368 pp., 6 x 9, 14 illus., notes, bibl., index
Paperback ISBN: 978-0-8078-5458-7
Published: August 2003
eBook ISBN: 978-0-8078-6319-0
Published: December 2003
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Snodgrass explains how the Buddhism presented in Chicago was shaped by the institutional, social, and political imperatives of the Meiji Buddhist revival movement in Japan and was further determined by the Parliament itself, which, despite its rhetoric of fostering universal brotherhood and international goodwill, was thoroughly permeated with confidence in the superiority of American Protestantism. Additionally, in the context of Japan's intensive diplomatic campaign to renegotiate its treaties with Western nations, the nature of Japanese religion was not simply a religious issue, Snodgrass argues, but an integral part of Japan's bid for acceptance by the international community.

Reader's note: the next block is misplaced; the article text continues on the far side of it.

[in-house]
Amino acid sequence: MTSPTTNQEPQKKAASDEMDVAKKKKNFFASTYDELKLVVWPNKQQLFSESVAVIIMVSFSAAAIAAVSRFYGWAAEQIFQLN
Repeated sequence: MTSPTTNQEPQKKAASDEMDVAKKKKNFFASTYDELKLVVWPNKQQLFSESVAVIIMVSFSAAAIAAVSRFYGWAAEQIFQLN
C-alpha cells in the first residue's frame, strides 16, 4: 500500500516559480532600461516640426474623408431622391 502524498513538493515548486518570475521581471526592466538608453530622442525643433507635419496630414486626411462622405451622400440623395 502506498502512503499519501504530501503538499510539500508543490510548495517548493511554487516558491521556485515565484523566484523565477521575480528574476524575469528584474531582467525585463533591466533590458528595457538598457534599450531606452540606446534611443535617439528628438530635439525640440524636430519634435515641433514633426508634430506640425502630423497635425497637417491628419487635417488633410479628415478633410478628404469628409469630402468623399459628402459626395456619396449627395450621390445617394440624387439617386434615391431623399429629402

About the Author
Judith Snodgrass is senior lecturer in Japanese history at the University of Western Sydney in Australia. She also edits the journal Japanese Studies.
For more information about Judith Snodgrass, visit the Author Page.
"A cogent presentention. . . . An important contribution to the history of the history of religions and should be of interest to a broad readership."--History of Religions
"Presenting Japanese Buddhism to the West . . . provides an intriguing back story not only for the World's Parliament of Religions but also for contemporary Buddhism."--Tricycle
"Snodgrass's story is fascinating on several levels: as a detailed analysis of the Exposition and the Parliament of Religions; as a dissection of the veins and arteries of Japanese thought at the time; and as a point of reference for what's happening inside religions today. . . . Essential reading."--Australian Book Review
"The author's erudition consistently impresses."--Historian
"A fascinating account of this chapter of religious history."--Journal of the Buddhist Society of London
"Bring[s] together an enormous amount of information into a comprehensive whole."--Journal of Religion